(I went back and forth on whether to link to the video of the shooting. I did. But lots of trigger warnings apply. It’s incredibly upsetting – if you can watch this video and not be upset, I’m not sure we can be friends. It will stay with you. It will bury deep inside and it won’t let go. This is real. This is video of an unarmed man being shot point blank from behind while lying down on the ground. This was a human being. And he is dead. That’s my trigger warning).
Ever since I saw the video of Oscar Grant being shot on a BART platform by a BART officer on New Years’ Eve, I can’t get the image out of my mind. He wasn’t armed. He wasn’t resisting. He was barely even talking. He was sitting next to his best friend. He was a son, a father, and a young black man. He was shot in the chest. He bled to death. He was 22.
Johannes Mehserle, the BART officer, said he saw Grant reach for his pocket. He says he mistook his taser for a gun.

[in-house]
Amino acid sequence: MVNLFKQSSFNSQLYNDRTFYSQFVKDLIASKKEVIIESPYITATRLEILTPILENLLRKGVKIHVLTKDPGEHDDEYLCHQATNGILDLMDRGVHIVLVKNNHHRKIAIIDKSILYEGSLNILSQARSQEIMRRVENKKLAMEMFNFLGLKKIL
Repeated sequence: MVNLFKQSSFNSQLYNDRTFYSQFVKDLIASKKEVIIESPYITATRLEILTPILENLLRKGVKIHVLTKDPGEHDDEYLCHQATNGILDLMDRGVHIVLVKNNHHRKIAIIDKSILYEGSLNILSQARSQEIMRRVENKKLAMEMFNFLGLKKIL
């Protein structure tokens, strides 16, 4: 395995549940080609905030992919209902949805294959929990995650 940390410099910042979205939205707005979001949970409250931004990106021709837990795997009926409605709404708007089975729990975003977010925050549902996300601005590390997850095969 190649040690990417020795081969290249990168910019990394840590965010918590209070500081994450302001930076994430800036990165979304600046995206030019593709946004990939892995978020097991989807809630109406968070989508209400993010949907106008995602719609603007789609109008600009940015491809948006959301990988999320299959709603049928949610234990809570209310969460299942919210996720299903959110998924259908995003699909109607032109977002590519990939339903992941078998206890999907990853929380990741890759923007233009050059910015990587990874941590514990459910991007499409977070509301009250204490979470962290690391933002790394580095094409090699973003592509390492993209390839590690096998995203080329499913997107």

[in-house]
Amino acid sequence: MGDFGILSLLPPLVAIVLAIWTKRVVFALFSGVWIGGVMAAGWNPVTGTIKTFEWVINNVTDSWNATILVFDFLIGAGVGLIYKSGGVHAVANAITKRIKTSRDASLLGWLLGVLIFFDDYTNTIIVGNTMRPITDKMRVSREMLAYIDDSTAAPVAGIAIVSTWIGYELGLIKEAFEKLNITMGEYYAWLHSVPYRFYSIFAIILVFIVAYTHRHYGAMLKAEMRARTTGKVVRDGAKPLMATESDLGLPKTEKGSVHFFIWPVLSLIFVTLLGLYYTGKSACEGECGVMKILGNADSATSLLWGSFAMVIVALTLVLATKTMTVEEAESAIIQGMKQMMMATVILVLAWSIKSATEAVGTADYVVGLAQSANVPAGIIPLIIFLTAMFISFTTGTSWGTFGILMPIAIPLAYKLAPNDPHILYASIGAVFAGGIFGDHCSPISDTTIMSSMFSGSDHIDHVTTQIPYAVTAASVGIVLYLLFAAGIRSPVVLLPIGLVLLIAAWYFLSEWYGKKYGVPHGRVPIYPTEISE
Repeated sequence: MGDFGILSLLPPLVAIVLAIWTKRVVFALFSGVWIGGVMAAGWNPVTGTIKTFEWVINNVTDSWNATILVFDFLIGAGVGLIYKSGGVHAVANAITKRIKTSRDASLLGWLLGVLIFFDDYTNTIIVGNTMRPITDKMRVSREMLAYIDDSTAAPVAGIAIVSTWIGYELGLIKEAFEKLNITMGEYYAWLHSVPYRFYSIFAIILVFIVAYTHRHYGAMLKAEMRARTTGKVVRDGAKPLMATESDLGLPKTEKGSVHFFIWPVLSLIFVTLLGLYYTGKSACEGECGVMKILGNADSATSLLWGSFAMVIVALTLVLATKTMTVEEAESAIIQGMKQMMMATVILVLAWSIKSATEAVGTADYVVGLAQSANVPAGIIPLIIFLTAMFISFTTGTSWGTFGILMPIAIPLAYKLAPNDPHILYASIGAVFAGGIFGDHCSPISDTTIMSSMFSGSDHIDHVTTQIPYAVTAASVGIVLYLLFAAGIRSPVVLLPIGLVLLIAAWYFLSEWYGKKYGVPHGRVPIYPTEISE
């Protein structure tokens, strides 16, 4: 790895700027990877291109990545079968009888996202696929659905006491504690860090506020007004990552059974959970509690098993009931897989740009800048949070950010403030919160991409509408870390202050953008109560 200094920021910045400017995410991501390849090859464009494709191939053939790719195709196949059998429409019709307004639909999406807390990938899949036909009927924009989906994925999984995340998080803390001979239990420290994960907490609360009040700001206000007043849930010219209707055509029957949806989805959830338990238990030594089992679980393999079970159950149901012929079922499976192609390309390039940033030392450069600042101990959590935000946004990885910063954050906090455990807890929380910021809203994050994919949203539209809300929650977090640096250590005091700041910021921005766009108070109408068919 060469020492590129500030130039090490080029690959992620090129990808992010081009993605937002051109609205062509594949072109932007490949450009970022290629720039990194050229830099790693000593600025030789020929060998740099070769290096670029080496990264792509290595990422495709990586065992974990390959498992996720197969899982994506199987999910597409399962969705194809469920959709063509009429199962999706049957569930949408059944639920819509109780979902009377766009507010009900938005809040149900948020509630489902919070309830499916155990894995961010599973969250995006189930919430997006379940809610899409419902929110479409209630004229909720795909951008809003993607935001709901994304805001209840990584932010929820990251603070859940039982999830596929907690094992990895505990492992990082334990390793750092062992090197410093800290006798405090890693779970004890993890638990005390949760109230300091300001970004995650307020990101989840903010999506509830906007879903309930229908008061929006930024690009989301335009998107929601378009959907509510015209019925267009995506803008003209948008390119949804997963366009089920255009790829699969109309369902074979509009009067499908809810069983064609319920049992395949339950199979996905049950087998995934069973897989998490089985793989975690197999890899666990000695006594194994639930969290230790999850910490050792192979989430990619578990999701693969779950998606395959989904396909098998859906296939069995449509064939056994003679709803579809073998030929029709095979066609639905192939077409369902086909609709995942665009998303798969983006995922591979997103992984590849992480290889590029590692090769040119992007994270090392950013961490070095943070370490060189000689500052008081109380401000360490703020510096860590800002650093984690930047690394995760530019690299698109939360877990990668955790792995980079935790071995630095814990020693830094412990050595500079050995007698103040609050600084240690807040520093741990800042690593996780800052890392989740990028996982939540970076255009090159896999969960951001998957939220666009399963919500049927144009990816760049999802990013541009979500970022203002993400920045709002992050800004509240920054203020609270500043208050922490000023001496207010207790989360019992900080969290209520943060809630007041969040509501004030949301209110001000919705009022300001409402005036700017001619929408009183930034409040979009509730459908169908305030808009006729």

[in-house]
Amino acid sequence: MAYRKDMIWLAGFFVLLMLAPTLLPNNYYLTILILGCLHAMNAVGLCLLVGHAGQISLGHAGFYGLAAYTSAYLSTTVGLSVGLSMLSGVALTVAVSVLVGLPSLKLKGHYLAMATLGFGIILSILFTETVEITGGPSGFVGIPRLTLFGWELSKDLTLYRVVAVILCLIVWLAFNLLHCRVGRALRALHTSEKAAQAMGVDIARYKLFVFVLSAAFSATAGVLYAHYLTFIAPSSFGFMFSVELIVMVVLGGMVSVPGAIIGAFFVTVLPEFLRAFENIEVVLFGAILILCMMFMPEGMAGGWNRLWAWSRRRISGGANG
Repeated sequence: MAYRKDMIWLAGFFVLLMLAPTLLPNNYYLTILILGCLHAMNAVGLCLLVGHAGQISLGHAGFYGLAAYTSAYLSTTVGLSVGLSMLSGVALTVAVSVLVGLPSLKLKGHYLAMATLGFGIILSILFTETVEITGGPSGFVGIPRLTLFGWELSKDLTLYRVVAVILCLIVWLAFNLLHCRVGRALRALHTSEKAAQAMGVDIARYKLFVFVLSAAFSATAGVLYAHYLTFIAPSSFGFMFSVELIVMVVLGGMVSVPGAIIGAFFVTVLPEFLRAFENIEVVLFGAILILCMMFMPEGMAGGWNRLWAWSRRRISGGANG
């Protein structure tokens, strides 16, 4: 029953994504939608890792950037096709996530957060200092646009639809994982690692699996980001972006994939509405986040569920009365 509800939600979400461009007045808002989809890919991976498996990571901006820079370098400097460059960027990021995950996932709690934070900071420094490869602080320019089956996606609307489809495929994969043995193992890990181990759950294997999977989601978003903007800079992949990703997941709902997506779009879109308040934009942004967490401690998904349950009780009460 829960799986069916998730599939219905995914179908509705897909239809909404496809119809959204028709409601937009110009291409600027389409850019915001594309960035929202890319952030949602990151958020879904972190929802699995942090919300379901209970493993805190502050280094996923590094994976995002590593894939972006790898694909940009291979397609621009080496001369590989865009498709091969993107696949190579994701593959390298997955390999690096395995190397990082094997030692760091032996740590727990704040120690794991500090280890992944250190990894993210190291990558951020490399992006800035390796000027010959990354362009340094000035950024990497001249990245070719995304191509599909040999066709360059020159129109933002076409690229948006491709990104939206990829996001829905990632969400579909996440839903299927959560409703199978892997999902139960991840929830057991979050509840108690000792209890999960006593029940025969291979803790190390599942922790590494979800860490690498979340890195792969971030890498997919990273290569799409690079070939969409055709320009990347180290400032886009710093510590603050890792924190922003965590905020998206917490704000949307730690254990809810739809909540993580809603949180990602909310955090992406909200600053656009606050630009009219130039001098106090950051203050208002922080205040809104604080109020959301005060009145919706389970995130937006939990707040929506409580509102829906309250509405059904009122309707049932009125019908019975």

Mehserle was found guilty of involuntary manslaughter about an hour ago (I started writing this around 8pm). It’s the lightest punishment he could have gotten. Supposedly the sentence is somewhere between probation and 6 years, maybe longer since he involuntary killed Grant with his gun. Let’s all just remember that Michael Vick got three years for dog fighting. The sentencing will take place on August 6th.
According to oaklandlocal.com, here is what the sentencing for Mehserle could bring:
Mehserle’s sentencing will be presided over by Judge Robert Perry, who oversaw the murder trial in Los Angeles. At that hearing, Perry will decide whether to grant Mehserle probation.
In the unlikely event that happens, Mehserle could go to county jail for one year or even be released immediately.